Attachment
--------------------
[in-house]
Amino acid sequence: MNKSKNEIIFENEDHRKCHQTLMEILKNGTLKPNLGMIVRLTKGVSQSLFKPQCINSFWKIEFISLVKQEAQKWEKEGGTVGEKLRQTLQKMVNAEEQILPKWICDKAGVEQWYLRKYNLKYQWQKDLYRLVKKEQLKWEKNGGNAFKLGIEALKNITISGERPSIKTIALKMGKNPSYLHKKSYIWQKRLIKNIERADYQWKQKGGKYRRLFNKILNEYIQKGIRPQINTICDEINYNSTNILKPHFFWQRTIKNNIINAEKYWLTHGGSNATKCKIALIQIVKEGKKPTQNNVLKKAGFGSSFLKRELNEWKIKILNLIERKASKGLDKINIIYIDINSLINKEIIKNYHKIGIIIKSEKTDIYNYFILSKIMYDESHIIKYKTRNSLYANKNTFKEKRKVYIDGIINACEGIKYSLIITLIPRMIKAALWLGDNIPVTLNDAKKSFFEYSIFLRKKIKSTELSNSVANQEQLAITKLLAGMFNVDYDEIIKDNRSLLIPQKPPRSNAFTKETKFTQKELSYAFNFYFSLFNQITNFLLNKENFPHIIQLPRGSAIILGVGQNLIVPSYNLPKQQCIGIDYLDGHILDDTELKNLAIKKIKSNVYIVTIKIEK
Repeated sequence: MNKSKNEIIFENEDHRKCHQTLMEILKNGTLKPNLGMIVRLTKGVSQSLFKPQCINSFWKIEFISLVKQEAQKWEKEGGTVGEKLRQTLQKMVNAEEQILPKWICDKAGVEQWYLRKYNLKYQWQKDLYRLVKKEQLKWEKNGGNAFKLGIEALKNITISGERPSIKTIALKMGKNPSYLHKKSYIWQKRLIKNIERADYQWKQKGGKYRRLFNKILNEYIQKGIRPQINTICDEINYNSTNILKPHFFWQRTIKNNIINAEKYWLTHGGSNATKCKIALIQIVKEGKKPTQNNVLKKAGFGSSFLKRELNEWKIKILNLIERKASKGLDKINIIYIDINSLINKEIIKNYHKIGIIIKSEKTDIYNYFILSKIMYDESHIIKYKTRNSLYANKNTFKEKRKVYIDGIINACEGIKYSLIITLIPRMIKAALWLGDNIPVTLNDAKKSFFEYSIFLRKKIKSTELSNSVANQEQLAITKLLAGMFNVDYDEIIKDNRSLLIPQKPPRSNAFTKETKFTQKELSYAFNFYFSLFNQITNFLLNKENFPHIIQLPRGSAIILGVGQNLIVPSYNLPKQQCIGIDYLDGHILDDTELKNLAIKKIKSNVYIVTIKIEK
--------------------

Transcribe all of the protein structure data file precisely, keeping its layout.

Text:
[in-house]
Amino acid sequence: MNKSKNEIIFENEDHRKCHQTLMEILKNGTLKPNLGMIVRLTKGVSQSLFKPQCINSFWKIEFISLVKQEAQKWEKEGGTVGEKLRQTLQKMVNAEEQILPKWICDKAGVEQWYLRKYNLKYQWQKDLYRLVKKEQLKWEKNGGNAFKLGIEALKNITISGERPSIKTIALKMGKNPSYLHKKSYIWQKRLIKNIERADYQWKQKGGKYRRLFNKILNEYIQKGIRPQINTICDEINYNSTNILKPHFFWQRTIKNNIINAEKYWLTHGGSNATKCKIALIQIVKEGKKPTQNNVLKKAGFGSSFLKRELNEWKIKILNLIERKASKGLDKINIIYIDINSLINKEIIKNYHKIGIIIKSEKTDIYNYFILSKIMYDESHIIKYKTRNSLYANKNTFKEKRKVYIDGIINACEGIKYSLIITLIPRMIKAALWLGDNIPVTLNDAKKSFFEYSIFLRKKIKSTELSNSVANQEQLAITKLLAGMFNVDYDEIIKDNRSLLIPQKPPRSNAFTKETKFTQKELSYAFNFYFSLFNQITNFLLNKENFPHIIQLPRGSAIILGVGQNLIVPSYNLPKQQCIGIDYLDGHILDDTELKNLAIKKIKSNVYIVTIKIEK
Repeated sequence: MNKSKNEIIFENEDHRKCHQTLMEILKNGTLKPNLGMIVRLTKGVSQSLFKPQCINSFWKIEFISLVKQEAQKWEKEGGTVGEKLRQTLQKMVNAEEQILPKWICDKAGVEQWYLRKYNLKYQWQKDLYRLVKKEQLKWEKNGGNAFKLGIEALKNITISGERPSIKTIALKMGKNPSYLHKKSYIWQKRLIKNIERADYQWKQKGGKYRRLFNKILNEYIQKGIRPQINTICDEINYNSTNILKPHFFWQRTIKNNIINAEKYWLTHGGSNATKCKIALIQIVKEGKKPTQNNVLKKAGFGSSFLKRELNEWKIKILNLIERKASKGLDKINIIYIDINSLINKEIIKNYHKIGIIIKSEKTDIYNYFILSKIMYDESHIIKYKTRNSLYANKNTFKEKRKVYIDGIINACEGIKYSLIITLIPRMIKAALWLGDNIPVTLNDAKKSFFEYSIFLRKKIKSTELSNSVANQEQLAITKLLAGMFNVDYDEIIKDNRSLLIPQKPPRSNAFTKETKFTQKELSYAFNFYFSLFNQITNFLLNKENFPHIIQLPRGSAIILGVGQNLIVPSYNLPKQQCIGIDYLDGHILDDTELKNLAIKKIKSNVYIVTIKIEK